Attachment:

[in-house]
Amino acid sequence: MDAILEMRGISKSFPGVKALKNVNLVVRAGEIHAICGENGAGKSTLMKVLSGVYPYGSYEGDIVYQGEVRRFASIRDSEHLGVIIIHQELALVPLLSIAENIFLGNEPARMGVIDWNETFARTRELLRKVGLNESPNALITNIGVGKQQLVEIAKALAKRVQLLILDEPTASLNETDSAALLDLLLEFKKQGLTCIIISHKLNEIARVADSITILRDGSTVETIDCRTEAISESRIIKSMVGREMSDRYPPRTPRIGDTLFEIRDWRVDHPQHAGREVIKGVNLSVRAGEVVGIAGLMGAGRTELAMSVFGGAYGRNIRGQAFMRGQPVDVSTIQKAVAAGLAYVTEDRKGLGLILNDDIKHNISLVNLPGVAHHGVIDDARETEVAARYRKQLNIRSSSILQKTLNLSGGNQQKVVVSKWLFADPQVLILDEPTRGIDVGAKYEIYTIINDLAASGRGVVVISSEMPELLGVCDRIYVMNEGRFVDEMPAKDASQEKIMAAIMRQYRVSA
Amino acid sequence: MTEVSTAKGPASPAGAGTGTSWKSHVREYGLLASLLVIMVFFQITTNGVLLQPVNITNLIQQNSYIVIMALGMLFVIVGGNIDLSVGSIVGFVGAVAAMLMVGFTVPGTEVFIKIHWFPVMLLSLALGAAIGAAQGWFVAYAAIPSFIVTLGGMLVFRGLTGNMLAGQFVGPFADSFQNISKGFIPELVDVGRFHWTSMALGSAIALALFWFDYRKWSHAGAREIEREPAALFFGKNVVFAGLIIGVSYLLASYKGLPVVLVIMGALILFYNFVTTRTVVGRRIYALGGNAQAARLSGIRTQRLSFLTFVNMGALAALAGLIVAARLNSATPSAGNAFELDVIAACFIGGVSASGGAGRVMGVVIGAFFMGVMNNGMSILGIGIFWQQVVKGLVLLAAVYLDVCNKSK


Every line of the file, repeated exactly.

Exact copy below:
[in-house]
Amino acid sequence: MDAILEMRGISKSFPGVKALKNVNLVVRAGEIHAICGENGAGKSTLMKVLSGVYPYGSYEGDIVYQGEVRRFASIRDSEHLGVIIIHQELALVPLLSIAENIFLGNEPARMGVIDWNETFARTRELLRKVGLNESPNALITNIGVGKQQLVEIAKALAKRVQLLILDEPTASLNETDSAALLDLLLEFKKQGLTCIIISHKLNEIARVADSITILRDGSTVETIDCRTEAISESRIIKSMVGREMSDRYPPRTPRIGDTLFEIRDWRVDHPQHAGREVIKGVNLSVRAGEVVGIAGLMGAGRTELAMSVFGGAYGRNIRGQAFMRGQPVDVSTIQKAVAAGLAYVTEDRKGLGLILNDDIKHNISLVNLPGVAHHGVIDDARETEVAARYRKQLNIRSSSILQKTLNLSGGNQQKVVVSKWLFADPQVLILDEPTRGIDVGAKYEIYTIINDLAASGRGVVVISSEMPELLGVCDRIYVMNEGRFVDEMPAKDASQEKIMAAIMRQYRVSA
Amino acid sequence: MTEVSTAKGPASPAGAGTGTSWKSHVREYGLLASLLVIMVFFQITTNGVLLQPVNITNLIQQNSYIVIMALGMLFVIVGGNIDLSVGSIVGFVGAVAAMLMVGFTVPGTEVFIKIHWFPVMLLSLALGAAIGAAQGWFVAYAAIPSFIVTLGGMLVFRGLTGNMLAGQFVGPFADSFQNISKGFIPELVDVGRFHWTSMALGSAIALALFWFDYRKWSHAGAREIEREPAALFFGKNVVFAGLIIGVSYLLASYKGLPVVLVIMGALILFYNFVTTRTVVGRRIYALGGNAQAARLSGIRTQRLSFLTFVNMGALAALAGLIVAARLNSATPSAGNAFELDVIAACFIGGVSASGGAGRVMGVVIGAFFMGVMNNGMSILGIGIFWQQVVKGLVLLAAVYLDVCNKSK